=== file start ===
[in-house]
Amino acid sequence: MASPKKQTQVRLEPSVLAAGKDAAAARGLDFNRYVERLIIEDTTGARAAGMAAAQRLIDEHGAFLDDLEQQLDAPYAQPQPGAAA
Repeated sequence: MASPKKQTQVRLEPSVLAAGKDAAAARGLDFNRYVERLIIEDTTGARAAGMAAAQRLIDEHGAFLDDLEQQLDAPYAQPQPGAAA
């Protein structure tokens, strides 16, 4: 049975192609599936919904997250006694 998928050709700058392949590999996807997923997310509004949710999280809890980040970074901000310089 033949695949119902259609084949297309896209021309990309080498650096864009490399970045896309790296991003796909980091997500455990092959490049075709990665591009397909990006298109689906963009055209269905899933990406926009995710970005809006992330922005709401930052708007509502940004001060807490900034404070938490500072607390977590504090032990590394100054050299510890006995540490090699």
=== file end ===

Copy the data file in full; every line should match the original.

[in-house]
Amino acid sequence: MASPKKQTQVRLEPSVLAAGKDAAAARGLDFNRYVERLIIEDTTGARAAGMAAAQRLIDEHGAFLDDLEQQLDAPYAQPQPGAAA
Repeated sequence: MASPKKQTQVRLEPSVLAAGKDAAAARGLDFNRYVERLIIEDTTGARAAGMAAAQRLIDEHGAFLDDLEQQLDAPYAQPQPGAAA
């Protein structure tokens, strides 16, 4: 049975192609599936919904997250006694 998928050709700058392949590999996807997923997310509004949710999280809890980040970074901000310089 033949695949119902259609084949297309896209021309990309080498650096864009490399970045896309790296991003796909980091997500455990092959490049075709990665591009397909990006298109689906963009055209269905899933990406926009995710970005809006992330922005709401930052708007509502940004001060807490900034404070938490500072607390977590504090032990590394100054050299510890006995540490090699």